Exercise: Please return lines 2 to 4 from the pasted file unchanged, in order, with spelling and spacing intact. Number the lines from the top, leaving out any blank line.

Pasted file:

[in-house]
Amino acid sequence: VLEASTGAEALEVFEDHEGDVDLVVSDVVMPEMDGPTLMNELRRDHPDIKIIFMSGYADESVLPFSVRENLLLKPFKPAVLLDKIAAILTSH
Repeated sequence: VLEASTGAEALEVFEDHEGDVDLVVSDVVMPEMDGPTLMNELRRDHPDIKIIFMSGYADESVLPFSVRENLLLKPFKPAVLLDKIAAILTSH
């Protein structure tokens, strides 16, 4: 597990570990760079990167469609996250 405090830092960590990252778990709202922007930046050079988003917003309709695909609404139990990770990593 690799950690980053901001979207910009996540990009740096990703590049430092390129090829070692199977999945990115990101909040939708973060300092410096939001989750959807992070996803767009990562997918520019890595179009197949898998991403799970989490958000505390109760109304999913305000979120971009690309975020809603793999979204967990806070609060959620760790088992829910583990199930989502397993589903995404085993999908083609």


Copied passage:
Amino acid sequence: VLEASTGAEALEVFEDHEGDVDLVVSDVVMPEMDGPTLMNELRRDHPDIKIIFMSGYADESVLPFSVRENLLLKPFKPAVLLDKIAAILTSH
Repeated sequence: VLEASTGAEALEVFEDHEGDVDLVVSDVVMPEMDGPTLMNELRRDHPDIKIIFMSGYADESVLPFSVRENLLLKPFKPAVLLDKIAAILTSH
């Protein structure tokens, strides 16, 4: 597990570990760079990167469609996250 405090830092960590990252778990709202922007930046050079988003917003309709695909609404139990990770990593 690799950690980053901001979207910009996540990009740096990703590049430092390129090829070692199977999945990115990101909040939708973060300092410096939001989750959807992070996803767009990562997918520019890595179009197949898998991403799970989490958000505390109760109304999913305000979120971009690309975020809603793999979204967990806070609060959620760790088992829910583990199930989502397993589903995404085993999908083609």